Giving Loyalist Women a Voice

Giving Loyalist Women a Voice

Her Loyal Role: The Female Combatant

Her Loyal Role: The Female Combatant
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Have we forgotten the many different types of representation of Loyalist women?  Have we acknowledged the many roles women have played?  I have had the pleasure of meeting many women who have played many different roles within Loyalism.  From the female combatant to the female non-warrior. 

Let’s talk about the female Loyalist combatant.  I would guess that not many people would acknowledge or know they existed. It probably comes down to the presumption that a woman would not participate in violence or that if she did it would be unnatural.  

Yes, female combatants in Northern Ireland did exist and were in the minority overall, with 1 in 20 who were detained being a woman, that’s an estimated 1018 between 1972 and 1998.[1] 

It reduces further when you break it down between female Loyalist combatants and female Republican combatants.  There were so few female Loyalist combatants that they were unable to operate formal structures in prison.  Researcher Sandra McEvoy suggested that Loyalist organisations had “approximately two dozen active women’s units at various times throughout the conflict with a combined membership as high as three thousand women.’[2]

My father was in the UDA so reading up about them seems a natural place to start for me.  In terms of women in the UDA, there have been several UDA Women’s Units over the years, all acting independent of each other.[3]  The Women’s Units were involved in shows of strength, roadblocks, moving ammunition, local community work and being responsible for the assembly and delivery of food parcels to UDA prisoners.[4]

Women marching in a Loyalist show of strength

One of the first women’s units was formed on the Shankill by Wendy Millar who had two nicknames – “Bucket” and “Queen of the UDA”.  Although there were other women’s units set up in other areas, the Shankill Road unit was particularly active and highly visible.

The UDA women’s department was headed by Jean Moore who came from the Shankill.  Jean was also the president of the women’s auxillary division in the Loyalist Association of Workers.  There is an excellent interview transcribed over on Gareth Mulvenna’s blog The Troubles & Beyond

Jean talks about politics and reflects on politicians.  She comments “I feel it is time working class men and women had a say in the affairs of Ulster.  For too long we have had the landed gentry coming round at elections and promising us the earth.  But once they are voted in, they don’t want to know you.”  These sentiments are very much reflected in the interviews I have undertaken for the blog.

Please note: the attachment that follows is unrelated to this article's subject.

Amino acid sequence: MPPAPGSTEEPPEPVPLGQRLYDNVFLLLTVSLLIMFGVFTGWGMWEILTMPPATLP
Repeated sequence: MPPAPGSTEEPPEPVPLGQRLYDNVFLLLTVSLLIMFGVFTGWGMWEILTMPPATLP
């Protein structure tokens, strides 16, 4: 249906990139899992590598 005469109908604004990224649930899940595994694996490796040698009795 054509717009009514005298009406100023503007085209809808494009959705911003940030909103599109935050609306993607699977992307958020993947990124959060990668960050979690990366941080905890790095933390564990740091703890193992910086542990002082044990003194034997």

Hester Dunn, born and brought up in east Belfast headed up the Women’s Department within the UDA.  Her role was to encourage women to take an interest in what was happening in the community.  It’s reported that Hester never actually joined the UDA, she carried out administration work in the public relations section of the UDA.  Hester also contributed to the UDA’s magazine Ulster for over 10 years being encouraged by the leadership to write about women’s issues. Hester left the UDA after the death of John McMichael in 1987.

The Sandy Row women’s unit gained notoriety when in July 1974, its then commander Elizabeth “Lily” Douglas ordered the beating of Ann Ogilby.  Ann was subsequently beaten to death.  The death is often referred by as the “Romper Room” killing.  Romper Rooms were locations where UDA victims were brought to be “rompered” a slang term for torture and beating.  The whole community was shocked by these actions.  The women’s unit was stood down and Douglas and ten others were imprisoned for Ann Ogilby’s murder.[5]

There is very little written about female Loyalist combatants or those women within organisations.  Researching them is proving extremely difficult and trying to get an interview is proving impossible too!  Women don’t seem to be on a par with male Loyalist combatants.  My only hope is that those female Loyalist combatants consider sharing their story too as they have a unique perspective on the history of this wee place.

[1] Corcoran, M. (2006) Out of Order: The political imprisonment of women in Northern Ireland 1972-1998. Cullompton: Willan Publishing

[2] McEvoy, S. (2009) Loyalist Women Paramilitaries in Northern Ireland: Beginning a Feminist Conversation


[4] McEvoy, S. (2009) Loyalist Women Paramilitaries in Northern Ireland: Beginning a Feminist Conversation


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